Portland’s Sellwood Bridge Detour Completed
After 87 years in its current location spanning the Willamette River just south of downtown Portland, Oregon, the Sellwood Bridge was moved to the north so construction on the new replacement bridge can begin. With a bridge closure lasting only six days, the bridge was slid from its former permanent concrete supports to temporary steel piers. The old Sellwood bridge will be used as a detour facility for traffic, cyclists and pedestrians for the next 2.5 years while the replacement bridge is built.
With specific expertise in Rapid Replacement earned through projects including Oregon’s Elk Creek Bridges, T.Y. Lin International (TYLI) led the design of the detour bridge’s temporary foundations. “We started pursuit of this project only a couple of months after TYLI's Oregon office first opened back in 2004, and it was a pleasure to watch this piece of that long effort come to fruition," said Scott Nettleton, TYLI Senior Bridge Engineer. "This is the closest thing that we bridge engineers ever get to performance art. Many thanks to the many folks throughout TYLI, Multnomah County, the contractor, and our consulting partners who all contributed to the project’s success.”
The bridge, which weighs 6.8 million pounds, was moved about 66 feet on the west end and 33 feet on the east end onto temporary supports. Traveling about six feet per hour, the bridge's 1,100-foot-long steel truss slid slowly along specially built tracks to its new location. This is believed to be the longest continuous deck truss span ever to be moved in one piece.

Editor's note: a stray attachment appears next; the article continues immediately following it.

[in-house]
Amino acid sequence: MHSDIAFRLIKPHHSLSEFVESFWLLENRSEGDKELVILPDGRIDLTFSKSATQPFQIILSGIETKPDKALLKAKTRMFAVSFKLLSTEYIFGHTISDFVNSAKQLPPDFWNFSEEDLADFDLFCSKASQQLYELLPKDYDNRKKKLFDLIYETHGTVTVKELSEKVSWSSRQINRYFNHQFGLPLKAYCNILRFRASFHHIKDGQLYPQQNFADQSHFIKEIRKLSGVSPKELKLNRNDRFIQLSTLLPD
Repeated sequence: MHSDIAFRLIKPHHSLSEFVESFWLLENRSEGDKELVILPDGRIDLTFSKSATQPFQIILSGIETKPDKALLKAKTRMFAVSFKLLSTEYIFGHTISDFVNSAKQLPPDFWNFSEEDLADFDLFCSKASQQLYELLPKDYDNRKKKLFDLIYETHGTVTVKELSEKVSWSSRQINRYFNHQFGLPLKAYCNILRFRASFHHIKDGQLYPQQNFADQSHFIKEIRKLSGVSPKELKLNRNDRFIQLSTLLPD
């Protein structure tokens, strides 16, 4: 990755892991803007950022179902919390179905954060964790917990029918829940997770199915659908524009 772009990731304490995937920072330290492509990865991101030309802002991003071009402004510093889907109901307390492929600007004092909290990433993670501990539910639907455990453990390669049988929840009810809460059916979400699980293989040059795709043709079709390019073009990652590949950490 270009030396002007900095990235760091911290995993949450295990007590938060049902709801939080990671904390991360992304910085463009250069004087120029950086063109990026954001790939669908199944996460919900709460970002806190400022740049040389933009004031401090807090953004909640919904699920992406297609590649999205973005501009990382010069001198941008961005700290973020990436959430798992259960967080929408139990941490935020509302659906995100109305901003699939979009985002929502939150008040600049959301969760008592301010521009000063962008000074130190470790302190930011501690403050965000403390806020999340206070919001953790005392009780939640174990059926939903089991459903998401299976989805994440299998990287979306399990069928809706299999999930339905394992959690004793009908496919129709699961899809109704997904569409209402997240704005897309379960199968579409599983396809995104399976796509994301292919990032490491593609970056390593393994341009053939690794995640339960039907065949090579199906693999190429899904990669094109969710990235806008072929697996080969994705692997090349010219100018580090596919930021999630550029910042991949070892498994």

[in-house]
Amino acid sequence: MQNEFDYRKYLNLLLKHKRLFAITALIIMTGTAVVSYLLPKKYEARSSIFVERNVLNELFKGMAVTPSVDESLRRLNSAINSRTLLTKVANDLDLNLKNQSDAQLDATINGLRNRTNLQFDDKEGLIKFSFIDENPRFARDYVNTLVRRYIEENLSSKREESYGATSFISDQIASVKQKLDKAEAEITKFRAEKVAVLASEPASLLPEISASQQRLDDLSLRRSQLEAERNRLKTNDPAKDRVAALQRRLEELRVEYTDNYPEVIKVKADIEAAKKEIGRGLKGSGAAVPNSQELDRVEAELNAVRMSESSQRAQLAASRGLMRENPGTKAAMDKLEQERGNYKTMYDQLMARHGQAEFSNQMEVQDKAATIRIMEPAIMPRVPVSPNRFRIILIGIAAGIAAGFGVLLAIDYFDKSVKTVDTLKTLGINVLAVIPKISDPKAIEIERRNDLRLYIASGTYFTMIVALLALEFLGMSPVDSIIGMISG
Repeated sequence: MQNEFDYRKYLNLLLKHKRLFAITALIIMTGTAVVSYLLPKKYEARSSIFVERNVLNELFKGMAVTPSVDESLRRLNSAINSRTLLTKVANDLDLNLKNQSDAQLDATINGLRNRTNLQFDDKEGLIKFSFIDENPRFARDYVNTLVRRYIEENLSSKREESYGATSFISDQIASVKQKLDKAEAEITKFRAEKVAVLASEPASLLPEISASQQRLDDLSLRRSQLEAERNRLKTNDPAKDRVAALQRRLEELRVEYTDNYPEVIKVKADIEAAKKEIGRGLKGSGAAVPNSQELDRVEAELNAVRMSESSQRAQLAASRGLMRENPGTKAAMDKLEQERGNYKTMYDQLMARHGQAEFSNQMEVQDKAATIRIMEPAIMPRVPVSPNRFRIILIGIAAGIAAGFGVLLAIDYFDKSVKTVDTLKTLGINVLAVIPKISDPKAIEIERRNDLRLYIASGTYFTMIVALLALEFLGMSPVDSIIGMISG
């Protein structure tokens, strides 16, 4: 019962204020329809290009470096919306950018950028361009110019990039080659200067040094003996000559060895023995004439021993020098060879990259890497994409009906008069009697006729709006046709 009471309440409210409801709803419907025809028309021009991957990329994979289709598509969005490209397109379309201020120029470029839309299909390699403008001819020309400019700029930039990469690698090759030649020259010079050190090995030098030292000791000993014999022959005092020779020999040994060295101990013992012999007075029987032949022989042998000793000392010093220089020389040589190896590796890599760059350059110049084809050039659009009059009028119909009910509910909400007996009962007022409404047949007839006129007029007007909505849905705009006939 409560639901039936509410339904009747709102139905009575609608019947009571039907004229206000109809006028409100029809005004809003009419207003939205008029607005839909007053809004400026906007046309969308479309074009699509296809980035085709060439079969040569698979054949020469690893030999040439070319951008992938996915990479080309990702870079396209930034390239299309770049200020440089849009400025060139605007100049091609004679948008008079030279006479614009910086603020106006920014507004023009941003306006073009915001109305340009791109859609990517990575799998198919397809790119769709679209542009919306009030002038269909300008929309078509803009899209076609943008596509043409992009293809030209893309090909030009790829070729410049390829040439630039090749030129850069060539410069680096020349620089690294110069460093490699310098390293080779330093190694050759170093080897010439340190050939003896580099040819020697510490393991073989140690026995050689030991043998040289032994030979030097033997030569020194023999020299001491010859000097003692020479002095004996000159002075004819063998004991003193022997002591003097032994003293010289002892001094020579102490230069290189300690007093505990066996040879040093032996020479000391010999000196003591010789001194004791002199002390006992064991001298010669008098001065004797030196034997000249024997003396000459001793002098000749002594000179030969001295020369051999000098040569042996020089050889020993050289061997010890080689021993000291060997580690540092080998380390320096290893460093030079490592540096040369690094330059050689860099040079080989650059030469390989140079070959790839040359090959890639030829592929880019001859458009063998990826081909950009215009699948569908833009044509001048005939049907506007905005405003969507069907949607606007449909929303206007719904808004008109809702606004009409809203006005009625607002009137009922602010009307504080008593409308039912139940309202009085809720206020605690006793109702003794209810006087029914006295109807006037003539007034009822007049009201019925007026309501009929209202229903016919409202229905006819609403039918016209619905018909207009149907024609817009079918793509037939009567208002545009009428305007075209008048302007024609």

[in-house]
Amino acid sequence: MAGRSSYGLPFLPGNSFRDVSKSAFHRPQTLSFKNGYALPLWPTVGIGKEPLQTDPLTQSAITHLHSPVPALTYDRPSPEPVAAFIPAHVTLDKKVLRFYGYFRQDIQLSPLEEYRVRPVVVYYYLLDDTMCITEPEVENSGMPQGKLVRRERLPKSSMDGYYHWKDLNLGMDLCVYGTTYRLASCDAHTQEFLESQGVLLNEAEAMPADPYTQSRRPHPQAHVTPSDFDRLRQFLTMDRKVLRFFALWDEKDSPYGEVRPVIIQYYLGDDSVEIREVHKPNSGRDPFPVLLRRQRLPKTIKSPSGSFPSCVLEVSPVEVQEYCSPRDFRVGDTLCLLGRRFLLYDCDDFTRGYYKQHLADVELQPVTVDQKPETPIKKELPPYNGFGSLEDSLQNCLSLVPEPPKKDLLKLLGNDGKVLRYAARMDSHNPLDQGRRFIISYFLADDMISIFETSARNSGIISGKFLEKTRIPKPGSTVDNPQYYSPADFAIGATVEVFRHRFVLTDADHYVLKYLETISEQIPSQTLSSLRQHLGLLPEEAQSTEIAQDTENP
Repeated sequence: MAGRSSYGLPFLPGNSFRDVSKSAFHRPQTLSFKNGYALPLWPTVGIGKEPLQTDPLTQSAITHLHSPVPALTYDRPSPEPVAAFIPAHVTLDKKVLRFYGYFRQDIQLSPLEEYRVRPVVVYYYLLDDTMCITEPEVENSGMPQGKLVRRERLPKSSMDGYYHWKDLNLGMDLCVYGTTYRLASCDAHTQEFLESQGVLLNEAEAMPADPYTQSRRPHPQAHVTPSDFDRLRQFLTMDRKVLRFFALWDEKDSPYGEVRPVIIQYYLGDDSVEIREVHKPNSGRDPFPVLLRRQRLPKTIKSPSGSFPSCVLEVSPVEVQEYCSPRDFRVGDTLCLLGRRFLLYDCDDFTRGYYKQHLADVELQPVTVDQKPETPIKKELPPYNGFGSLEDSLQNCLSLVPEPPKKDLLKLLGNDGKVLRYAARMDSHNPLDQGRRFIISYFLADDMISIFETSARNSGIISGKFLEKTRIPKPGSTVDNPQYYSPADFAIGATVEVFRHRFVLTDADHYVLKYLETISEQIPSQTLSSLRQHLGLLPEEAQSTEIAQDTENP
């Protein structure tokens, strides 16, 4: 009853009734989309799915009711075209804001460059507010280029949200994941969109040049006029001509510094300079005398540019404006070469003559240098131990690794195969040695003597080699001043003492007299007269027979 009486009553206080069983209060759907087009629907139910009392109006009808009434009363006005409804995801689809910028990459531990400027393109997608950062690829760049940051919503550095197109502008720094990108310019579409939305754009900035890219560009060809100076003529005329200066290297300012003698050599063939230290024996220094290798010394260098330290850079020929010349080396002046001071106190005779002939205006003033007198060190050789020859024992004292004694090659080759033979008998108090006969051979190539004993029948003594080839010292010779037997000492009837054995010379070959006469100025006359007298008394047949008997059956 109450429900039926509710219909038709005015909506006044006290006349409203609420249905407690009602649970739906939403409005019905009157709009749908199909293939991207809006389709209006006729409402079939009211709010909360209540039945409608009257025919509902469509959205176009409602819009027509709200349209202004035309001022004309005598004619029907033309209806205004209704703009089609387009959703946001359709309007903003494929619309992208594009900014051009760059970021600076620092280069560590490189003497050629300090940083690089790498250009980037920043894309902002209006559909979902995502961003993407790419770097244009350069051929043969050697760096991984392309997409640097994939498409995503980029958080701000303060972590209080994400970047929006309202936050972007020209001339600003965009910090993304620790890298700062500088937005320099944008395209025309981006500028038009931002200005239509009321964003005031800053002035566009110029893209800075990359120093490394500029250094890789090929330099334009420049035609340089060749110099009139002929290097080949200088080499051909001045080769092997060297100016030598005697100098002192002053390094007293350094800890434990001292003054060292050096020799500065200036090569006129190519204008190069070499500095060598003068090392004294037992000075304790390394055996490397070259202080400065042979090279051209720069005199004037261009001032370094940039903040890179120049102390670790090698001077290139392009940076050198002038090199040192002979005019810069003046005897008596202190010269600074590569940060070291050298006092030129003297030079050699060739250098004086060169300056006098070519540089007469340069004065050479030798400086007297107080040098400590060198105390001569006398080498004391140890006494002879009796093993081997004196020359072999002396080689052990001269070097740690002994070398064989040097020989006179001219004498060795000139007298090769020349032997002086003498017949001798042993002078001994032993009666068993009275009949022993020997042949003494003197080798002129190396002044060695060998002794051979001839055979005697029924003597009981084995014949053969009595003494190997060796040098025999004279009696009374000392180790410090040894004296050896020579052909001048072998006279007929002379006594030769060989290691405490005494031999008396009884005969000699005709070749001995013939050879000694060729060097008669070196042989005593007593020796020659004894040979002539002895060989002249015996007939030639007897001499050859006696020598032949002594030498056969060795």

The bridge translation contractor used 10 sliding jacks, 40 lifting jacks and a central control system to safely move the bridge to its new location – a technique called Rapid Replacement. Using Rapid Replacement reduced the overall project length by about a year, saved upward of $10M and is safer for those on the job because construction is separate from the traffic flow.
TYLI is serving as the Prime Consultant for Final Design for the new $307M Sellwood Bridge which is scheduled to open in 2015. For more updates, please visit the Sellwood Bridge website.
Photo Credit: Brian Gurney Photography, Portland, For Omega Morgan